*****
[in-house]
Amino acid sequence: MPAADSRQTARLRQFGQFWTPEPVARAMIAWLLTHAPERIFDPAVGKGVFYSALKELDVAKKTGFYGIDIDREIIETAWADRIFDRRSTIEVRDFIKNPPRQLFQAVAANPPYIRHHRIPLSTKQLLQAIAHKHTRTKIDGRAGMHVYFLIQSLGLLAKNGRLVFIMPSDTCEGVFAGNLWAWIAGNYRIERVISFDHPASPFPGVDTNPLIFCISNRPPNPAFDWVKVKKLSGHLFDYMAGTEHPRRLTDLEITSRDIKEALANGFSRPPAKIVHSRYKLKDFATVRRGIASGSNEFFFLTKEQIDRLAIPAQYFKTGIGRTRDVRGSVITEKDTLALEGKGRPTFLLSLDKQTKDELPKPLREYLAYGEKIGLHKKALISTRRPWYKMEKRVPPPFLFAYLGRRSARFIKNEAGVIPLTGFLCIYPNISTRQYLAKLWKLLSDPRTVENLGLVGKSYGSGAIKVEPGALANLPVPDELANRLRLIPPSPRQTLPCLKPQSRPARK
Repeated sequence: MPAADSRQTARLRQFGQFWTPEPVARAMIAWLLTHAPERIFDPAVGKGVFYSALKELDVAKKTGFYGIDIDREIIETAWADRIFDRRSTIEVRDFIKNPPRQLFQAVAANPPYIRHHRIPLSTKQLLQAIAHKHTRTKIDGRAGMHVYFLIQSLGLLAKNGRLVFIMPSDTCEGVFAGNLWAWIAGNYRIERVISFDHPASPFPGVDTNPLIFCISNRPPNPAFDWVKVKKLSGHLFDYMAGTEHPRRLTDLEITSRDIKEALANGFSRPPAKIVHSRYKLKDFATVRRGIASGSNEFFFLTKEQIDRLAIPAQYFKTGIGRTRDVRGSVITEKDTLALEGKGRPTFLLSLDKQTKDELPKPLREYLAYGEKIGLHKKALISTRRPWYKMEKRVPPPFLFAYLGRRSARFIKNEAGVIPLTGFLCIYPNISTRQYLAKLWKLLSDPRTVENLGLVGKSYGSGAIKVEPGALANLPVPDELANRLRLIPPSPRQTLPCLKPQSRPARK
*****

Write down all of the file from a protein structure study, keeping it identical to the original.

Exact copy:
[in-house]
Amino acid sequence: MPAADSRQTARLRQFGQFWTPEPVARAMIAWLLTHAPERIFDPAVGKGVFYSALKELDVAKKTGFYGIDIDREIIETAWADRIFDRRSTIEVRDFIKNPPRQLFQAVAANPPYIRHHRIPLSTKQLLQAIAHKHTRTKIDGRAGMHVYFLIQSLGLLAKNGRLVFIMPSDTCEGVFAGNLWAWIAGNYRIERVISFDHPASPFPGVDTNPLIFCISNRPPNPAFDWVKVKKLSGHLFDYMAGTEHPRRLTDLEITSRDIKEALANGFSRPPAKIVHSRYKLKDFATVRRGIASGSNEFFFLTKEQIDRLAIPAQYFKTGIGRTRDVRGSVITEKDTLALEGKGRPTFLLSLDKQTKDELPKPLREYLAYGEKIGLHKKALISTRRPWYKMEKRVPPPFLFAYLGRRSARFIKNEAGVIPLTGFLCIYPNISTRQYLAKLWKLLSDPRTVENLGLVGKSYGSGAIKVEPGALANLPVPDELANRLRLIPPSPRQTLPCLKPQSRPARK
Repeated sequence: MPAADSRQTARLRQFGQFWTPEPVARAMIAWLLTHAPERIFDPAVGKGVFYSALKELDVAKKTGFYGIDIDREIIETAWADRIFDRRSTIEVRDFIKNPPRQLFQAVAANPPYIRHHRIPLSTKQLLQAIAHKHTRTKIDGRAGMHVYFLIQSLGLLAKNGRLVFIMPSDTCEGVFAGNLWAWIAGNYRIERVISFDHPASPFPGVDTNPLIFCISNRPPNPAFDWVKVKKLSGHLFDYMAGTEHPRRLTDLEITSRDIKEALANGFSRPPAKIVHSRYKLKDFATVRRGIASGSNEFFFLTKEQIDRLAIPAQYFKTGIGRTRDVRGSVITEKDTLALEGKGRPTFLLSLDKQTKDELPKPLREYLAYGEKIGLHKKALISTRRPWYKMEKRVPPPFLFAYLGRRSARFIKNEAGVIPLTGFLCIYPNISTRQYLAKLWKLLSDPRTVENLGLVGKSYGSGAIKVEPGALANLPVPDELANRLRLIPPSPRQTLPCLKPQSRPARK